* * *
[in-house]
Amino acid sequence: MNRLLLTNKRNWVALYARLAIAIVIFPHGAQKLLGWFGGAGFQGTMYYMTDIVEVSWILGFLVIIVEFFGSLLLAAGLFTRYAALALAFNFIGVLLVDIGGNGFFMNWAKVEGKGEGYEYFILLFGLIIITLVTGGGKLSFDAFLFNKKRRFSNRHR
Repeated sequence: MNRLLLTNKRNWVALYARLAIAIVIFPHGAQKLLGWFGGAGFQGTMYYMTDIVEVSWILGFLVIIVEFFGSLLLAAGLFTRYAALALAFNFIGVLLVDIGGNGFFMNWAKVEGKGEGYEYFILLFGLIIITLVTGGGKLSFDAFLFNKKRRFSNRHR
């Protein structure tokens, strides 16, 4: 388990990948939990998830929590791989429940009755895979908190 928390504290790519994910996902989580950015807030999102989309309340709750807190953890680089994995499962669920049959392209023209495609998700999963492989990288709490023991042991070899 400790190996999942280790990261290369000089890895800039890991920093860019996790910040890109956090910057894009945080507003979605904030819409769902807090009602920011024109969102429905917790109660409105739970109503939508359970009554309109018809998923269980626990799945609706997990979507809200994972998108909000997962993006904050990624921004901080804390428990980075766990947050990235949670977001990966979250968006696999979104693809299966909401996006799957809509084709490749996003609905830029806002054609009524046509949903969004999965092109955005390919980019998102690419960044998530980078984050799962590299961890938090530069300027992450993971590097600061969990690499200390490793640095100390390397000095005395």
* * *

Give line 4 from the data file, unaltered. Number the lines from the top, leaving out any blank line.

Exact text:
């Protein structure tokens, strides 16, 4: 388990990948939990998830929590791989429940009755895979908190 928390504290790519994910996902989580950015807030999102989309309340709750807190953890680089994995499962669920049959392209023209495609998700999963492989990288709490023991042991070899 400790190996999942280790990261290369000089890895800039890991920093860019996790910040890109956090910057894009945080507003979605904030819409769902807090009602920011024109969102429905917790109660409105739970109503939508359970009554309109018809998923269980626990799945609706997990979507809200994972998108909000997962993006904050990624921004901080804390428990980075766990947050990235949670977001990966979250968006696999979104693809299966909401996006799957809509084709490749996003609905830029806002054609009524046509949903969004999965092109955005390919980019998102690419960044998530980078984050799962590299961890938090530069300027992450993971590097600061969990690499200390490793640095100390390397000095005395």